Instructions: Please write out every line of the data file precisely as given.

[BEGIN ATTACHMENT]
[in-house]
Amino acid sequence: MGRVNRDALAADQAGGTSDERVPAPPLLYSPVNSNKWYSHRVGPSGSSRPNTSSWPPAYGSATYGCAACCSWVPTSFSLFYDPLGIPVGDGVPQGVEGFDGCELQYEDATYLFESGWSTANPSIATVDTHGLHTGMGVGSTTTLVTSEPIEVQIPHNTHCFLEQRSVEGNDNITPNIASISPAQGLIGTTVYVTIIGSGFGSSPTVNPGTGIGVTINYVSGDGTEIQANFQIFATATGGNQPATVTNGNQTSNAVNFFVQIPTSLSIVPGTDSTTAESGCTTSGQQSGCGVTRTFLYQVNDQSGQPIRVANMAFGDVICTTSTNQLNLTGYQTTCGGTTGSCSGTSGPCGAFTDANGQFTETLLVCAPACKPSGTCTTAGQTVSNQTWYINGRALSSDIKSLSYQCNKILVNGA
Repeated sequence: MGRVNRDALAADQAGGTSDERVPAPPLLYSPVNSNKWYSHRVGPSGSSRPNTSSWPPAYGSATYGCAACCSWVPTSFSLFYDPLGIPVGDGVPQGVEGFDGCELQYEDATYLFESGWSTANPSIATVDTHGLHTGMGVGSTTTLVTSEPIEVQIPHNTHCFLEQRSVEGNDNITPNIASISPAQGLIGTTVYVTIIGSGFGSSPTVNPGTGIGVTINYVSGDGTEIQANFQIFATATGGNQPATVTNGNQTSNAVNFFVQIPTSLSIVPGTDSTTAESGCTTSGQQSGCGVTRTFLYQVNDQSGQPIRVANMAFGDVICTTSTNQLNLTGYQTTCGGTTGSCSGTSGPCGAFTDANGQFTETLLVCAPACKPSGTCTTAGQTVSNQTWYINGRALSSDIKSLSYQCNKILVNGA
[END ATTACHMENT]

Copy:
[in-house]
Amino acid sequence: MGRVNRDALAADQAGGTSDERVPAPPLLYSPVNSNKWYSHRVGPSGSSRPNTSSWPPAYGSATYGCAACCSWVPTSFSLFYDPLGIPVGDGVPQGVEGFDGCELQYEDATYLFESGWSTANPSIATVDTHGLHTGMGVGSTTTLVTSEPIEVQIPHNTHCFLEQRSVEGNDNITPNIASISPAQGLIGTTVYVTIIGSGFGSSPTVNPGTGIGVTINYVSGDGTEIQANFQIFATATGGNQPATVTNGNQTSNAVNFFVQIPTSLSIVPGTDSTTAESGCTTSGQQSGCGVTRTFLYQVNDQSGQPIRVANMAFGDVICTTSTNQLNLTGYQTTCGGTTGSCSGTSGPCGAFTDANGQFTETLLVCAPACKPSGTCTTAGQTVSNQTWYINGRALSSDIKSLSYQCNKILVNGA
Repeated sequence: MGRVNRDALAADQAGGTSDERVPAPPLLYSPVNSNKWYSHRVGPSGSSRPNTSSWPPAYGSATYGCAACCSWVPTSFSLFYDPLGIPVGDGVPQGVEGFDGCELQYEDATYLFESGWSTANPSIATVDTHGLHTGMGVGSTTTLVTSEPIEVQIPHNTHCFLEQRSVEGNDNITPNIASISPAQGLIGTTVYVTIIGSGFGSSPTVNPGTGIGVTINYVSGDGTEIQANFQIFATATGGNQPATVTNGNQTSNAVNFFVQIPTSLSIVPGTDSTTAESGCTTSGQQSGCGVTRTFLYQVNDQSGQPIRVANMAFGDVICTTSTNQLNLTGYQTTCGGTTGSCSGTSGPCGAFTDANGQFTETLLVCAPACKPSGTCTTAGQTVSNQTWYINGRALSSDIKSLSYQCNKILVNGA